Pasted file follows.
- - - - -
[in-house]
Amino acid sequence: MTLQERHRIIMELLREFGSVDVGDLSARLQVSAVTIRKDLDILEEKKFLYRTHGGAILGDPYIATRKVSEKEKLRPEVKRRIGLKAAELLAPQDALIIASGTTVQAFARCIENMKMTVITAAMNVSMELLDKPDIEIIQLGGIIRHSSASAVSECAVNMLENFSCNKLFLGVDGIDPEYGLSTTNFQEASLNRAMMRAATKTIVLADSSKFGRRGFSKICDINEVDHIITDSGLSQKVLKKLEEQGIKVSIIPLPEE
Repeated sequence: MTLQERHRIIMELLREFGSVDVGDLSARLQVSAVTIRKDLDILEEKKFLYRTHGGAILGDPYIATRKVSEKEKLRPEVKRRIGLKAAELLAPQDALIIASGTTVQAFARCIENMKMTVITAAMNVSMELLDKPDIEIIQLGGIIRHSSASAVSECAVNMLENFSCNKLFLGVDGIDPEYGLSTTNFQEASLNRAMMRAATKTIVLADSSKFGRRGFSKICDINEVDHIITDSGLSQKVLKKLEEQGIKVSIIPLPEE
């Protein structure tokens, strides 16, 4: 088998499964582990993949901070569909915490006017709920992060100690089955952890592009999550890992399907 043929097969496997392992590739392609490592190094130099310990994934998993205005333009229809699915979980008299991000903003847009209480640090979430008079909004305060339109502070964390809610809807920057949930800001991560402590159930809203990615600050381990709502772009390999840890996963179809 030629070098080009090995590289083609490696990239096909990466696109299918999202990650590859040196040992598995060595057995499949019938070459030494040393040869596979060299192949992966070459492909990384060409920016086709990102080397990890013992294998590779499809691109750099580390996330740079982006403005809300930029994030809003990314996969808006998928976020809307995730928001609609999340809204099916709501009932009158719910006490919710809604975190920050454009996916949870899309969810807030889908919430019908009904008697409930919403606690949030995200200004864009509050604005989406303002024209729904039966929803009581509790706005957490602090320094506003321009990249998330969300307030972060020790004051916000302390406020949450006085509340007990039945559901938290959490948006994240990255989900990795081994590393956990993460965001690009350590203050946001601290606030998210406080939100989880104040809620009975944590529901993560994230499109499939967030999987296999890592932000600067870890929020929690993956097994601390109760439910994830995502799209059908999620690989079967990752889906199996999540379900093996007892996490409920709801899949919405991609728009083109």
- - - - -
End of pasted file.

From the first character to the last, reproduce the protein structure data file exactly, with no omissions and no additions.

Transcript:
[in-house]
Amino acid sequence: MTLQERHRIIMELLREFGSVDVGDLSARLQVSAVTIRKDLDILEEKKFLYRTHGGAILGDPYIATRKVSEKEKLRPEVKRRIGLKAAELLAPQDALIIASGTTVQAFARCIENMKMTVITAAMNVSMELLDKPDIEIIQLGGIIRHSSASAVSECAVNMLENFSCNKLFLGVDGIDPEYGLSTTNFQEASLNRAMMRAATKTIVLADSSKFGRRGFSKICDINEVDHIITDSGLSQKVLKKLEEQGIKVSIIPLPEE
Repeated sequence: MTLQERHRIIMELLREFGSVDVGDLSARLQVSAVTIRKDLDILEEKKFLYRTHGGAILGDPYIATRKVSEKEKLRPEVKRRIGLKAAELLAPQDALIIASGTTVQAFARCIENMKMTVITAAMNVSMELLDKPDIEIIQLGGIIRHSSASAVSECAVNMLENFSCNKLFLGVDGIDPEYGLSTTNFQEASLNRAMMRAATKTIVLADSSKFGRRGFSKICDINEVDHIITDSGLSQKVLKKLEEQGIKVSIIPLPEE
């Protein structure tokens, strides 16, 4: 088998499964582990993949901070569909915490006017709920992060100690089955952890592009999550890992399907 043929097969496997392992590739392609490592190094130099310990994934998993205005333009229809699915979980008299991000903003847009209480640090979430008079909004305060339109502070964390809610809807920057949930800001991560402590159930809203990615600050381990709502772009390999840890996963179809 030629070098080009090995590289083609490696990239096909990466696109299918999202990650590859040196040992598995060595057995499949019938070459030494040393040869596979060299192949992966070459492909990384060409920016086709990102080397990890013992294998590779499809691109750099580390996330740079982006403005809300930029994030809003990314996969808006998928976020809307995730928001609609999340809204099916709501009932009158719910006490919710809604975190920050454009996916949870899309969810807030889908919430019908009904008697409930919403606690949030995200200004864009509050604005989406303002024209729904039966929803009581509790706005957490602090320094506003321009990249998330969300307030972060020790004051916000302390406020949450006085509340007990039945559901938290959490948006994240990255989900990795081994590393956990993460965001690009350590203050946001601290606030998210406080939100989880104040809620009975944590529901993560994230499109499939967030999987296999890592932000600067870890929020929690993956097994601390109760439910994830995502799209059908999620690989079967990752889906199996999540379900093996007892996490409920709801899949919405991609728009083109």